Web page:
I teach the Calculus 30 course for my magnet grouping and have had to adapt an academic course into a 2-hour block where (not all) students are not able to stay for extra help if needed. I have had to come up with alternative ways of aiding students, typically this means they email me questions, I work them out, and email an image of the fully worked solution back. This is not the ideal way to receive additional support in mathematics and therefore, I would like to create a space where students are able to interact with each other and with myself to work through their challenges in the course. Calculus is often thought of as the study of change, and so I feel will be a great place for me to start my journey into online and blended learning.

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Photo Credit: CMLorenz16 Flickr via Compfight cc

So, I have selected the course, Calculus 30, and am thinking that a blended learning model, with both face-to-face and online aspects, will be the best for the course content and student needs. Now, I just need to find an appropriate learning management system (LMS). I have read that other classmates (Liz and Kelsie) are looking at using Google Classroom and other GAFE tools which I do not have access to as my division has not yet been ready to jump on board with them. So I am looking for another LMS. I have created a course using Moodle in the past, but am looking to expand my horizons into something new! Amy tweeted asking for suggestions for elementary LMS and I am going to start looking at the suggested Edmodo and Fresh Grade and move from there. Any and all suggestions, with a major bonus if they support math text, are welcomed!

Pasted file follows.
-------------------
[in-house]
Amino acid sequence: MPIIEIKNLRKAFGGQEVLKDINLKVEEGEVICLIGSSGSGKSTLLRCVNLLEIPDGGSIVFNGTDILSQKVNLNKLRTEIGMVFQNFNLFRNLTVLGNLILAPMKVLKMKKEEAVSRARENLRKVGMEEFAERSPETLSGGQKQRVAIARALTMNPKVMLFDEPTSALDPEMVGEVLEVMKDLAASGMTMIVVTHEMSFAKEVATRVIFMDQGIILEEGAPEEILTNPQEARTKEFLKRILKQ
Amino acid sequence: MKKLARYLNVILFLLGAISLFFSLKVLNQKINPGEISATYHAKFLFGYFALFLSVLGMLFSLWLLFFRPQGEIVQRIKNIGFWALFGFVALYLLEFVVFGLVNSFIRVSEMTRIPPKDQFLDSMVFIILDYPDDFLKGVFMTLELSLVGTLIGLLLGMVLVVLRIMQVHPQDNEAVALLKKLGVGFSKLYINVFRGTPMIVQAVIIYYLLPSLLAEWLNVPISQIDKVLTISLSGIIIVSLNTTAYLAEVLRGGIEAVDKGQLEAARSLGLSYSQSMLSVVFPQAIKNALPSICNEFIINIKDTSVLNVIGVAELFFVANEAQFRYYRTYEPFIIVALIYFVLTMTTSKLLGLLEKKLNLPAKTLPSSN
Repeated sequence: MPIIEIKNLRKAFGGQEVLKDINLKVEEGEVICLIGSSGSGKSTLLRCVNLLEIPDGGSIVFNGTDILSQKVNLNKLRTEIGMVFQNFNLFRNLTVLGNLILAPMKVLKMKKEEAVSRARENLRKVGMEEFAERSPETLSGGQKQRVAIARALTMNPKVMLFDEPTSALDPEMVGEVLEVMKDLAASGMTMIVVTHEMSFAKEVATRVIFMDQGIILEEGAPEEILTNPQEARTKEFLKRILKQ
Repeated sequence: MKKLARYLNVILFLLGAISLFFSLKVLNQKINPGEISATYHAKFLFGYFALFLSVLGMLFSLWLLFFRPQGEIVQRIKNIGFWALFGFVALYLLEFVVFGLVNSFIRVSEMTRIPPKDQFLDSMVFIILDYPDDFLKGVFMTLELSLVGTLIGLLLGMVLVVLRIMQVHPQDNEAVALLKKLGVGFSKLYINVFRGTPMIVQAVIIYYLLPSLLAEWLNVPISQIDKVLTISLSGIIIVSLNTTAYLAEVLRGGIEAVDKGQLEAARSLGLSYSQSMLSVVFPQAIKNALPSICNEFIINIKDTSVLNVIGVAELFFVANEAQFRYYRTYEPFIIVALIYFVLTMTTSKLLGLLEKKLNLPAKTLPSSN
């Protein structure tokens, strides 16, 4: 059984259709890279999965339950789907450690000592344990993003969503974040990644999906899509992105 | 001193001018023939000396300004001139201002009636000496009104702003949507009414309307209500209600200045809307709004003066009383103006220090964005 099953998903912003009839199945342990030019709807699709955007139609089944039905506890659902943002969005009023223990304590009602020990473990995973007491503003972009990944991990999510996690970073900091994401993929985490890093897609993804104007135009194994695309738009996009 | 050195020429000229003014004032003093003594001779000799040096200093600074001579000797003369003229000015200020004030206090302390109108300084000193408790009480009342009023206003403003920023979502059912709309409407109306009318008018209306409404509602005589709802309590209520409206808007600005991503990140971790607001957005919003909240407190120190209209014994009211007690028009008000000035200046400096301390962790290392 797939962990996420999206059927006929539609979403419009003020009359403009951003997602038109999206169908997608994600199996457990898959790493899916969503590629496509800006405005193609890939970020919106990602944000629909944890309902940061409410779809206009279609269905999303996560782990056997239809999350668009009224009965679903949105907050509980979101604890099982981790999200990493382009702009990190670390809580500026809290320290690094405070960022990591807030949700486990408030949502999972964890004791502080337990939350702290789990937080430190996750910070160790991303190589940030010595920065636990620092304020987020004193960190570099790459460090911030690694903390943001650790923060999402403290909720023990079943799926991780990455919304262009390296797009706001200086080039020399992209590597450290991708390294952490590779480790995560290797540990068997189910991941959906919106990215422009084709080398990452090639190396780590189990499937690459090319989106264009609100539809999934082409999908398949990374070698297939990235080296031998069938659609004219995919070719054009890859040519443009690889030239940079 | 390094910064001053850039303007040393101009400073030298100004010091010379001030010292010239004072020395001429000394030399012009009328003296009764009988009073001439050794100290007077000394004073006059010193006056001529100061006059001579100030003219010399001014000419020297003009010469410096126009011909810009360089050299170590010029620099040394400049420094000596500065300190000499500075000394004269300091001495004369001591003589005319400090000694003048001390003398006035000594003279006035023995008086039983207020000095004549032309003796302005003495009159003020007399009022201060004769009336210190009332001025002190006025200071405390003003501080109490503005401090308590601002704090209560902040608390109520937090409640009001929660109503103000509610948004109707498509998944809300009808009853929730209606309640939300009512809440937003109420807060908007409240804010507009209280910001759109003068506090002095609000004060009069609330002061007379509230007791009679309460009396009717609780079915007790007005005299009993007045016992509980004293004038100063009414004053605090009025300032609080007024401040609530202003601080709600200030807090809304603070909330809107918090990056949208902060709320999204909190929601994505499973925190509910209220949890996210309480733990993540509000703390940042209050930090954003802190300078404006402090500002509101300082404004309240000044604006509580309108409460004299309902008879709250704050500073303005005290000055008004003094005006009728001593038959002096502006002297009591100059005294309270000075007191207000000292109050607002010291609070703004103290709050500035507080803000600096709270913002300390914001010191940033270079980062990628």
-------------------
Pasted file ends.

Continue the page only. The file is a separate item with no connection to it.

I would like to try a flipped classroom model but am not sure that I would like the entire course/module that I will create to be flipped. Including videos of myself working problems that will be accessible for students working at home who, in the past, may not have had access to someone that could help them when they get stuck may be how I attempt this. If you have done a flipped classroom, what have you found to be the benefits/challenges of the set up?

If there is anyone that is still trying to decide what course they would like to create and would like to share in my passion for Calculus, let me know, I would love to collaborate if someone else is interested in the same topic! I look forward to creating this prototype course and hopefully adapting aspects of it into more of my teaching!

Now to try something new….embedding a GIF…..

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Aaaand I’m out… via Giphy

 

 

WARNING: The following may describe a passionate math-geek. Reader discretion advised.

Hello! Welcome to the blog of an absolutely passionate math-geek of a teacher! This is my journey through EC&I 834 and the world of creating online and blended learning courses.